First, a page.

However, a lender can be persuaded to accept a “short sale” on a home. In this situation, they agree to let you sell the home for the lower market value, pay them the full proceeds from the sale, and then write off the outstanding balance. Why do lenders agree to a short sale? Ultimately, it is cheaper than proceeding through a full foreclosure process, which involves attorney’s fees, holding losses, and an inevitable short sale from the lender’s end as well.

A NOD is not the end of the road for a homeowner. It is just the first legal process in foreclosure. Remember that you have the right to discuss and re-negotiate your mortgage. Although you may lose your home, there are options to sell so that the lender does not foreclose and you prevent further credit issues.

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What Can I Expect If I’m In Foreclosure?

What Can I Expect If I’m In Foreclosure?

foreclosure-lgIf you are having trouble keeping up with your mortgage payments and find yourself needing foreclosure help, you are not alone. Millions of homeowners have lost their homes due to foreclosure over the last few years. In 2008 alone, over three million foreclosures occurred in the United States. If you are in foreclosure now, what should you expect and how can you manage this stressful situation?

What is Foreclosure?

Foreclosure, also called default on a mortgage, occurs when a borrower fails to meet the terms of a mortgage secured by real estate. Usually, the first stage of default is delinquency caused by a late payment.

If a borrower continues a delinquency and fails to make the scheduled payment and subsequent payments, the mortgage company will begin the foreclosure process by filing a Notice of Default (NOD). This is a public notice filed in the home’s county recorder that describes the borrower’s default, as well as confirms the lender’s intention to foreclose on the home if the mortgage is not promptly brought up to date.

How Does the Foreclosure Process Unfold?

The process of foreclosure after the NOD is different from state to state. Some states have requirements that mortgage lenders give plenty of time for a borrower to redeem the mortgage and keep their home. This process can take up to a year and even up to two years from the beginning process of foreclosure until a defaulted homeowner is evicted and the house sold at auction. Some states, on the other hand, allow lenders to give little time for loan redemption, and the final foreclosure could occur in less than a year.

However, all homeowners in the foreclosure process can expect many letters from the lender and the lender’s attorney asking and demanding that the loan is paid, even while they are pursuing foreclosure. Once a homeowner fails to redeem their loan during the NOD timetable, the mortgage lender proceeds with asking for a judicial or non-judicial (depending on state laws) home sale and auction to recover their losses. As mentioned, a foreclosure auction sale could be months, even a year or more, after the first delinquency.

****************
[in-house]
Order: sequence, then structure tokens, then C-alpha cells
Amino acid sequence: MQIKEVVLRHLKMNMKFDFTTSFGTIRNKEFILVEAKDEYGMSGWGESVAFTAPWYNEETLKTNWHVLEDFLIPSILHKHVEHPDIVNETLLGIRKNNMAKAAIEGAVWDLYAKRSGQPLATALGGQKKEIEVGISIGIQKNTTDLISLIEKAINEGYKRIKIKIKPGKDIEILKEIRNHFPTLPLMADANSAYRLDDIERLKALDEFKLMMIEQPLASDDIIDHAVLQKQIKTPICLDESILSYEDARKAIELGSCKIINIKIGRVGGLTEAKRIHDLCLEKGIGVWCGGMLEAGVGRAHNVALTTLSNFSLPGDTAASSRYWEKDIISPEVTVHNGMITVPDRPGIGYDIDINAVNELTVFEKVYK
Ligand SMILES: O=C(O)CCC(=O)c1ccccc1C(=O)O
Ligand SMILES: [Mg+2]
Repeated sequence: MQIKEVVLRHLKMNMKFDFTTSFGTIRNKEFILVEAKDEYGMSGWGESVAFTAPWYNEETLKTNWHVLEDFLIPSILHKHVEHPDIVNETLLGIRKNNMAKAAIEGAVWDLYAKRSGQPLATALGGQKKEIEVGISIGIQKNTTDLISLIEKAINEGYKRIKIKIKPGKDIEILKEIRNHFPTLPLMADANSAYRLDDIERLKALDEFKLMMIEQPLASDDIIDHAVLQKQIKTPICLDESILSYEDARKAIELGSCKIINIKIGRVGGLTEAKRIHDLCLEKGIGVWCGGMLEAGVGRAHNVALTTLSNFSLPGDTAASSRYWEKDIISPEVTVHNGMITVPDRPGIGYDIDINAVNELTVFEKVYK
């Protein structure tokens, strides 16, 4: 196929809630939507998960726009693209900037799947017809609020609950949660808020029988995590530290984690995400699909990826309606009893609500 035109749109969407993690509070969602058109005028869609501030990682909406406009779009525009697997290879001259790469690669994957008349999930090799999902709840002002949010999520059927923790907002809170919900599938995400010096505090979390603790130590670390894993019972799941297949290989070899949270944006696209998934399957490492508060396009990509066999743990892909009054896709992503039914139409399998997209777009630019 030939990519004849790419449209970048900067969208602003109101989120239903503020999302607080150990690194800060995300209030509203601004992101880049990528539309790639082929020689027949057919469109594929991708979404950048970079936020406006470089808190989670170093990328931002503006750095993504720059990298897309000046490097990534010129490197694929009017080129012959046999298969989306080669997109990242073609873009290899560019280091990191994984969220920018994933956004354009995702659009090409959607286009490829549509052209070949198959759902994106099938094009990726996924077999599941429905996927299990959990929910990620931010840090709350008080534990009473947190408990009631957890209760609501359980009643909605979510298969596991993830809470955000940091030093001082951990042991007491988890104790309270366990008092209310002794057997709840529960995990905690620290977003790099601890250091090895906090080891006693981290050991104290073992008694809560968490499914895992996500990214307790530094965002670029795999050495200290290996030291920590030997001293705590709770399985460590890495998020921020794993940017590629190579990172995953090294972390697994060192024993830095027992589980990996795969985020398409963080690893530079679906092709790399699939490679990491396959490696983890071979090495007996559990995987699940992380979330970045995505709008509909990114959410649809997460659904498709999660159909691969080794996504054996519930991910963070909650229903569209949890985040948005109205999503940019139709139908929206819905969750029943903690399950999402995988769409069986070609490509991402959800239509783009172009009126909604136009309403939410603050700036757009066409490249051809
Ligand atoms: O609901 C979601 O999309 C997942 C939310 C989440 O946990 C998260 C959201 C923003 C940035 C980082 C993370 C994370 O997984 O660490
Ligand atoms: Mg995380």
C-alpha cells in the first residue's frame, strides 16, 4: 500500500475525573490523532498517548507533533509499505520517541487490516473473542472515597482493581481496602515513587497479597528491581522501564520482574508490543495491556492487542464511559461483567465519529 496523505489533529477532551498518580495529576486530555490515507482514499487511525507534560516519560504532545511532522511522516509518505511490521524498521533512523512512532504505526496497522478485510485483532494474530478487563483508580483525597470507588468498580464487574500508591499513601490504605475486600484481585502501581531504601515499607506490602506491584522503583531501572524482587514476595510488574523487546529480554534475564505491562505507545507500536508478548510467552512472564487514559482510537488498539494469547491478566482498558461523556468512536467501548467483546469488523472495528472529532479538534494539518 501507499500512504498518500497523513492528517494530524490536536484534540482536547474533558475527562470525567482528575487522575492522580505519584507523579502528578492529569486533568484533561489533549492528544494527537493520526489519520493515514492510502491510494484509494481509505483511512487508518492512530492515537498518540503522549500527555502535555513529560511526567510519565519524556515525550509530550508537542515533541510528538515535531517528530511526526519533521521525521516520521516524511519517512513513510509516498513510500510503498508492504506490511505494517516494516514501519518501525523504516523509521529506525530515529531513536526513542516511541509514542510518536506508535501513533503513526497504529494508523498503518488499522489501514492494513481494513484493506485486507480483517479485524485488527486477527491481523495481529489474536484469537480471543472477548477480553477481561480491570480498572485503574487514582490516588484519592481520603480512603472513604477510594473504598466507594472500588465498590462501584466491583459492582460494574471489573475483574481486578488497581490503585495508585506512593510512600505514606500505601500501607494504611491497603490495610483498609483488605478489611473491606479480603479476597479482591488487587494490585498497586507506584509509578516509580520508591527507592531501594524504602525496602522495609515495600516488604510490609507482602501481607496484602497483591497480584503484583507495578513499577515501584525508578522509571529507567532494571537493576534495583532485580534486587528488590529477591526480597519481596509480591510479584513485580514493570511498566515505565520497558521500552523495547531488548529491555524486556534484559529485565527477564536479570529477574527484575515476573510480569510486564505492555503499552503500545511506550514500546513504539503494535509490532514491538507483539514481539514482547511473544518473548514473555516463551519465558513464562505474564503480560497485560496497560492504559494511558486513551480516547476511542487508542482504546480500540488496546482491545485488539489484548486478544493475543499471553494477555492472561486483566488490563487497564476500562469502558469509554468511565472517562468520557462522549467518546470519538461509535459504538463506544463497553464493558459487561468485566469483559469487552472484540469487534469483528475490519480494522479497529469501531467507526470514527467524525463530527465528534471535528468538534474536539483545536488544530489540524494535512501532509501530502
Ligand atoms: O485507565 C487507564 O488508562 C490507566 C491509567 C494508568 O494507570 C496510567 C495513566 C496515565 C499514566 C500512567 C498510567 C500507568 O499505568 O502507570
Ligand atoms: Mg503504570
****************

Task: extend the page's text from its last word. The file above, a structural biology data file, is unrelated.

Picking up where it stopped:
What Are Alternatives To Foreclosure?

If a homeowner truly wants to keep their home, they should talk with their lender about alternate solutions. Here are some possibilities to avoid foreclosure:

  • Loan Modification – Negotiate with the lender to change the interest rate or other terms that can effectively lower a monthly mortgage payment to a more affordable level. You will have to detail your financial statements and present a hardship case and hardship letter to your bank.  Sometimes this may require the help from a professional mortgage modification specialist company.
  • Forbearance – In some cases, a mortgage lender may be willing to issue forbearance on payments for a limited time, usually three to six months, giving the borrower time to get caught up on his finances.
  • Short Sale – If a borrower cannot financially afford the mortgage any longer, he or she may be forced to sell the home in order to pay the mortgage in full. However, what if the final selling price is less than what is owed on the mortgage? A mortgage company may agree to a “short sale,” where they accept the market price for the home and write off the balance. This is a better alternative than foreclosure for both the lender and borrower.

Foreclosure is a last resort for a homeowner who can no longer afford a mortgage. The best practice to avoid this process is to constantly keep in contact with a lender and work out an agreement that avoids the hassle, expense and defeated humility of foreclosure.

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Tips on How to Write a Hardship Letter for a Loan Modification or Short Sale

Tips on How to Write a Hardship Letter for a Loan Modification or Short Sale

foreclosure-lg1A hardship letter is a letter written to your bank or mortgage company telling them why you can no longer afford to make the payments on your home. This letter describes your hardships and specifically what has happened that caused you to fall behind.

Based on the current credit environment, hardship letters are being used as a tool to help homeowners avoid foreclosure on their homes. The result can be a modification of the loan or the acceptance of a real-estate short sale by the bank.

Some basics to remember in writing your hard ship letter are to:
• Write the letter in your own words with feeling. Also show your appreciation for their time. A real person will be reading this.
• Be specific on your hardship. Good examples of hardships would be: A significant cut in pay or loss of employment, a medical issue that prevents you from working, or becoming a single parent with out child support.
• Provide the reason you fell behind on your monthly payments. Detail each delinquency with specific dates.
• Provide an offer to resolve the debt issue and show a willingness to cooperate in a solution to retain your home.
• Provide documents that show that your are having financial hardship. Examples could be recent late notices on bills, your taxes from the previous year and your bank statements.

For specific examples of a hardship letter you can use click here:  Sample Hardship Letter For Loan Modification